Ever wonder where the plastic crap that we generate winds up? Much of it ends up in the oceans. An estimated 20 million tons of plastic litter enter the ocean each year, much of it from land debris but also coming from fishing and aquaculture operations, shipping, and other marine sources. The stuff takes a really long time to degrade in marine environments, and it has nasty effects. Many of us have seen photos of marine animals trapped in debris. Necropsies of many marine species show stomach contents full of plastics (it’s a cruel coincidence that industrial plastic pellets often are sized and shaped just like fish eggs, and plastic bags look like jellyfish). And it brings billions of dollars in economic costs, too, from beach clean-ups, vessel damages, and lost tourism and fisheries revenues.
Plastic debris in the oceans is a major and growing environmental problem, and it isn’t easy to address. It’s transboundary. It’s often hard to figure out where plastic debris is coming from. And the high seas is like the wild west of environmental jurisdictions — very few rules apply, and those that do apply are difficult to enforce. But there are answers. Stemming the Tide of Plastic Marine Litter: A Global Action Agenda, the Emmett Center’s most recent Pritzker Brief, explores the sources and impacts of plastic marine litter and offers domestic and international policy recommendations to tackle these growing problems. Our report (co-authored by me along with Mark Gold, Katie Mika, Legal Planeteer Megan Herzog, and J.D. student Lara Leitner) documents the devastating effects of plastic marine litter and reviews the policies and international agreements relevant to the problem, assessing their efficacy and finding, not surprisingly, that more is needed. We provide a suite of recommendations to achieve meaningful reductions in plastic marine litter. The report’s “Top 10” list of recommended actions includes:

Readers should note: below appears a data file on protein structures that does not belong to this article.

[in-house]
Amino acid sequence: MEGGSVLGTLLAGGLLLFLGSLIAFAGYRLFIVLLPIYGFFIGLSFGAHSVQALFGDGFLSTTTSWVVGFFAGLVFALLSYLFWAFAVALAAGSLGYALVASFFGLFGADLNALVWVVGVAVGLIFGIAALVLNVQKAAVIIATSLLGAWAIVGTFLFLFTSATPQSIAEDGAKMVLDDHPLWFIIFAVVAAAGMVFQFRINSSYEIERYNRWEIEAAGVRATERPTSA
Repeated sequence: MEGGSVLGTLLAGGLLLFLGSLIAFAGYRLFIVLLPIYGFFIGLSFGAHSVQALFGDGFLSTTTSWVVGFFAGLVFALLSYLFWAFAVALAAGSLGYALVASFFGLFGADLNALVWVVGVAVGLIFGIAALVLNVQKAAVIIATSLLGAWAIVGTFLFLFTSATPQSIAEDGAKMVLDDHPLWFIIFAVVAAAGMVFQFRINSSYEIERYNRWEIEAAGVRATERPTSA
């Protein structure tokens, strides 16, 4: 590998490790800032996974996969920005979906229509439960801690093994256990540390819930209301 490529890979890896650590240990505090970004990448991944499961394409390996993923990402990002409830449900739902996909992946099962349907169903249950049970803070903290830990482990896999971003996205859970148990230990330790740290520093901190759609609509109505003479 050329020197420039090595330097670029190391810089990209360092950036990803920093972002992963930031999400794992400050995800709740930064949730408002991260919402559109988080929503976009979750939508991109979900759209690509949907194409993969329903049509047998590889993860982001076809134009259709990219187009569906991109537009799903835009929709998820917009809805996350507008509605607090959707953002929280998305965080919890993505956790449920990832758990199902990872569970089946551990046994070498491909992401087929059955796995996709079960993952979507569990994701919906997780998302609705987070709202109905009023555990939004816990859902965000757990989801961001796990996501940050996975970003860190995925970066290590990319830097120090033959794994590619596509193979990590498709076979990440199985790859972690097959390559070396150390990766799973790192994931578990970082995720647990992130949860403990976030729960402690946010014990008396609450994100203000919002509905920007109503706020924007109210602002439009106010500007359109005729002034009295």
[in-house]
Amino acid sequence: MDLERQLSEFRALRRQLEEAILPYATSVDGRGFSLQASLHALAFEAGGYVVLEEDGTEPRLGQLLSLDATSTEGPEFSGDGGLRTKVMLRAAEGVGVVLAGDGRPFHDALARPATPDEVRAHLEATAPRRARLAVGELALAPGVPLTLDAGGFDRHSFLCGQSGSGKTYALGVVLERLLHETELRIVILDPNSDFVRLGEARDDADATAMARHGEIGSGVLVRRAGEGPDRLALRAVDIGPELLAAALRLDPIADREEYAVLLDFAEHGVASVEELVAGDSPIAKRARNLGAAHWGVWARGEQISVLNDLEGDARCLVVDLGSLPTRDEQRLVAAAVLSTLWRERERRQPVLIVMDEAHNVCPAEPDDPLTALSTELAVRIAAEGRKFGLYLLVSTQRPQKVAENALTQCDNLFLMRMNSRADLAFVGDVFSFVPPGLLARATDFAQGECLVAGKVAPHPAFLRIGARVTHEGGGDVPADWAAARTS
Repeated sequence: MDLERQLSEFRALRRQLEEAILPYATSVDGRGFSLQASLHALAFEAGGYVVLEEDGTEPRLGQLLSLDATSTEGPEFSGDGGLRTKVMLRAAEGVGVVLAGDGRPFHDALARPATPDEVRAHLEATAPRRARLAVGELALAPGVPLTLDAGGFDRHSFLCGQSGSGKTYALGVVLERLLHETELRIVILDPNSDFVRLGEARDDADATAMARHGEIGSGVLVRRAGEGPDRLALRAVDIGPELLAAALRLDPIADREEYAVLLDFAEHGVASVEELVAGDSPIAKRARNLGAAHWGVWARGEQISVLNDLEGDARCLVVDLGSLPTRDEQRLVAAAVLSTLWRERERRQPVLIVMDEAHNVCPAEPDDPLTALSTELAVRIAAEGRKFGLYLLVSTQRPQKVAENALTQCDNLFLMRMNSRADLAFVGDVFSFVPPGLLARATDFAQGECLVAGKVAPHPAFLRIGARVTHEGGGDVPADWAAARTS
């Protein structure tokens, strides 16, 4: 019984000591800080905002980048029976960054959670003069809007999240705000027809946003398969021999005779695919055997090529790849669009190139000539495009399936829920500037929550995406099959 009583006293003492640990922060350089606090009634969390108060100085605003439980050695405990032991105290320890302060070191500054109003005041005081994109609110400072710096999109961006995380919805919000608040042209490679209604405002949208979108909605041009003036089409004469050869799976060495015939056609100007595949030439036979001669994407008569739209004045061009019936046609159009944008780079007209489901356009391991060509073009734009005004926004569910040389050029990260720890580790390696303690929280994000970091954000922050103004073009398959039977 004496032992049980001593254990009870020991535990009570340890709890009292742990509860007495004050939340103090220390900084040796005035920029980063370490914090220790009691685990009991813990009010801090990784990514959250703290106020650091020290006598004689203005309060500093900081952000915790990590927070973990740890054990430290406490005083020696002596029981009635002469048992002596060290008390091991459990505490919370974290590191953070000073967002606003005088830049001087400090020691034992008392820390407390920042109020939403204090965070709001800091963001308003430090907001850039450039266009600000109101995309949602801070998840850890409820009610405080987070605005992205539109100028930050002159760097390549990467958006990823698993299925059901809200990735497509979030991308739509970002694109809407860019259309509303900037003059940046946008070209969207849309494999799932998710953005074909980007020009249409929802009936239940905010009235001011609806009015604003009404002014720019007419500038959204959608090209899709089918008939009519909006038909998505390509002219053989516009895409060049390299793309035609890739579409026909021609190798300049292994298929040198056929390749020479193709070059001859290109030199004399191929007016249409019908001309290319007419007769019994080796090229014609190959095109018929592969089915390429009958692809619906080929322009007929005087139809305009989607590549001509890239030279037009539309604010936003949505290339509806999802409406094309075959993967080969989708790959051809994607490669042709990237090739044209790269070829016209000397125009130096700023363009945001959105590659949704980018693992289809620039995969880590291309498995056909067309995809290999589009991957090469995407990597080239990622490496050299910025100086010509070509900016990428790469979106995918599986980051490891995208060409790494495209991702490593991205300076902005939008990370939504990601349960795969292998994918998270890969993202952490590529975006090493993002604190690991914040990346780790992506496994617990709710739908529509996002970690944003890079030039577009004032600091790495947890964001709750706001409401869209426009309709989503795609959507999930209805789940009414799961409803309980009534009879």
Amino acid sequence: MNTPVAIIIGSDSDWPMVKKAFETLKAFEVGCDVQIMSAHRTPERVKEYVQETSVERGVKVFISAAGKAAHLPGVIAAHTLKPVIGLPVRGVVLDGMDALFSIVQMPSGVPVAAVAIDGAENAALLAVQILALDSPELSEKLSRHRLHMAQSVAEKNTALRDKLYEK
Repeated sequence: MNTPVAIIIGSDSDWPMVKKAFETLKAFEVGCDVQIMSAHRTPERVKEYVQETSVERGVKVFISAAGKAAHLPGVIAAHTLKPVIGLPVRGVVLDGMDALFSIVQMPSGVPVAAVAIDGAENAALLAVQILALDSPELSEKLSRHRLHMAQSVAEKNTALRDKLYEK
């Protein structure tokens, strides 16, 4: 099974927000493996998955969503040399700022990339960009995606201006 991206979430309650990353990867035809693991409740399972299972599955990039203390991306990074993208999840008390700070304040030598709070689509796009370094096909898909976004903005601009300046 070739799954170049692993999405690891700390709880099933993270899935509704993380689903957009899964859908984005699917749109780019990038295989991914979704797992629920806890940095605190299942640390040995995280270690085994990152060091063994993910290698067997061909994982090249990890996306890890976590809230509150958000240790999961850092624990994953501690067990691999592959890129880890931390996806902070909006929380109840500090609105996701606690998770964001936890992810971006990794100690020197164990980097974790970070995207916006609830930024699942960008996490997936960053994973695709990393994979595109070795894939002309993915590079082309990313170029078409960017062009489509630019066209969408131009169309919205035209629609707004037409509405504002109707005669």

- a new international treaty with strong monitoring and enforcement mechanisms;
- domestic and local regulatory actions, such as bans of the most common and damaging types of plastic litter;
- extended producer-responsibility programs; and
- the creation of an “ocean friendly” certification program for plastic products.
Changing our path on plastic pollution won’t be easy, and it will take a long time – which is all the more reason to start now. The oceans shouldn’t be our dumpster for much longer.